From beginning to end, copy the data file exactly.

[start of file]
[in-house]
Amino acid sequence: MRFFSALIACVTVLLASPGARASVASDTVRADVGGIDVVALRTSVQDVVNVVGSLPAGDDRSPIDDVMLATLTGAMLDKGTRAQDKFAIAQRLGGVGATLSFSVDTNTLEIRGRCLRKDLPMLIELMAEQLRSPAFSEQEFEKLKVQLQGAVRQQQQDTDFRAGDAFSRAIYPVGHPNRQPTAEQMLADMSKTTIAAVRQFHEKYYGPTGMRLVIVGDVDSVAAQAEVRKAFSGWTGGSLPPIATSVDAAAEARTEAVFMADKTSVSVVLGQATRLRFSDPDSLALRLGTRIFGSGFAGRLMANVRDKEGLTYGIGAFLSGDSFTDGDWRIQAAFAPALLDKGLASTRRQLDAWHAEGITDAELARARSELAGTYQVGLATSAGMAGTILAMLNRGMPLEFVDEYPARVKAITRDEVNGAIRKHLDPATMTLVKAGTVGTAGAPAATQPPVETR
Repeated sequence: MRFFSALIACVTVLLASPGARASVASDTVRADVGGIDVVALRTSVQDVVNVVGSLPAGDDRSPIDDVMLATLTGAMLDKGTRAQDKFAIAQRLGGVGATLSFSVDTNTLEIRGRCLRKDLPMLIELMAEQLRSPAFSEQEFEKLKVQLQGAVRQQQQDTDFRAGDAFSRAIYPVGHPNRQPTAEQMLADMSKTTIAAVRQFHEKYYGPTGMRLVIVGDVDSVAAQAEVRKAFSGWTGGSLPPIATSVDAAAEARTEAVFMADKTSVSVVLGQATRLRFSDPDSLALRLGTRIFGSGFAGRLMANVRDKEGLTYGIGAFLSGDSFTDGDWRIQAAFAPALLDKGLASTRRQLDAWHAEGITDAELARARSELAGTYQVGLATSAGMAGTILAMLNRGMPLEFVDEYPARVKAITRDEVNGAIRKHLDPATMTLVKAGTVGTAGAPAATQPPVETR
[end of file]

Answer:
[in-house]
Amino acid sequence: MRFFSALIACVTVLLASPGARASVASDTVRADVGGIDVVALRTSVQDVVNVVGSLPAGDDRSPIDDVMLATLTGAMLDKGTRAQDKFAIAQRLGGVGATLSFSVDTNTLEIRGRCLRKDLPMLIELMAEQLRSPAFSEQEFEKLKVQLQGAVRQQQQDTDFRAGDAFSRAIYPVGHPNRQPTAEQMLADMSKTTIAAVRQFHEKYYGPTGMRLVIVGDVDSVAAQAEVRKAFSGWTGGSLPPIATSVDAAAEARTEAVFMADKTSVSVVLGQATRLRFSDPDSLALRLGTRIFGSGFAGRLMANVRDKEGLTYGIGAFLSGDSFTDGDWRIQAAFAPALLDKGLASTRRQLDAWHAEGITDAELARARSELAGTYQVGLATSAGMAGTILAMLNRGMPLEFVDEYPARVKAITRDEVNGAIRKHLDPATMTLVKAGTVGTAGAPAATQPPVETR
Repeated sequence: MRFFSALIACVTVLLASPGARASVASDTVRADVGGIDVVALRTSVQDVVNVVGSLPAGDDRSPIDDVMLATLTGAMLDKGTRAQDKFAIAQRLGGVGATLSFSVDTNTLEIRGRCLRKDLPMLIELMAEQLRSPAFSEQEFEKLKVQLQGAVRQQQQDTDFRAGDAFSRAIYPVGHPNRQPTAEQMLADMSKTTIAAVRQFHEKYYGPTGMRLVIVGDVDSVAAQAEVRKAFSGWTGGSLPPIATSVDAAAEARTEAVFMADKTSVSVVLGQATRLRFSDPDSLALRLGTRIFGSGFAGRLMANVRDKEGLTYGIGAFLSGDSFTDGDWRIQAAFAPALLDKGLASTRRQLDAWHAEGITDAELARARSELAGTYQVGLATSAGMAGTILAMLNRGMPLEFVDEYPARVKAITRDEVNGAIRKHLDPATMTLVKAGTVGTAGAPAATQPPVETR